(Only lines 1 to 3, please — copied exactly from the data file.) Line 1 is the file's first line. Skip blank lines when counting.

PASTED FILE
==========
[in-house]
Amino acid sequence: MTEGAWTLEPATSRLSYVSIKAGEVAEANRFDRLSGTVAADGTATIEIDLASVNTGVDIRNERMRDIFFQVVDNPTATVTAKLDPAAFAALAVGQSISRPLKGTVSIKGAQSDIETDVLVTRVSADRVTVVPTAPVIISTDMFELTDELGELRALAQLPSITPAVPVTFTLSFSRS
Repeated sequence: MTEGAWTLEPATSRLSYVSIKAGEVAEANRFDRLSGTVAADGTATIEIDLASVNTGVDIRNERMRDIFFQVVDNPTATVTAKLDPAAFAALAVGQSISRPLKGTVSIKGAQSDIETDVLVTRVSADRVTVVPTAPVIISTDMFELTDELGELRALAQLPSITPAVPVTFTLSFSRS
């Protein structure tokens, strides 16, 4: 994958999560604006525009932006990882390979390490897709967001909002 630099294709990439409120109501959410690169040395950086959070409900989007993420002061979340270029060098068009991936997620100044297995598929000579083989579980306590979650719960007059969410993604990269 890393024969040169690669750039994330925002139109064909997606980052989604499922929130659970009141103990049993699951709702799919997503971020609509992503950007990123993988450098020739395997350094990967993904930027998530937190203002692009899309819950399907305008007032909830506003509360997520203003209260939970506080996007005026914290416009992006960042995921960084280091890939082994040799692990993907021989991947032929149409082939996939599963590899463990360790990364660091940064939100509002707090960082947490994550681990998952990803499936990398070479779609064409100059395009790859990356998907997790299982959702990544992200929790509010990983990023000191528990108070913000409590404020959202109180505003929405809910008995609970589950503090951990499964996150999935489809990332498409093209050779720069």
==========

[in-house]
Amino acid sequence: MTEGAWTLEPATSRLSYVSIKAGEVAEANRFDRLSGTVAADGTATIEIDLASVNTGVDIRNERMRDIFFQVVDNPTATVTAKLDPAAFAALAVGQSISRPLKGTVSIKGAQSDIETDVLVTRVSADRVTVVPTAPVIISTDMFELTDELGELRALAQLPSITPAVPVTFTLSFSRS
Repeated sequence: MTEGAWTLEPATSRLSYVSIKAGEVAEANRFDRLSGTVAADGTATIEIDLASVNTGVDIRNERMRDIFFQVVDNPTATVTAKLDPAAFAALAVGQSISRPLKGTVSIKGAQSDIETDVLVTRVSADRVTVVPTAPVIISTDMFELTDELGELRALAQLPSITPAVPVTFTLSFSRS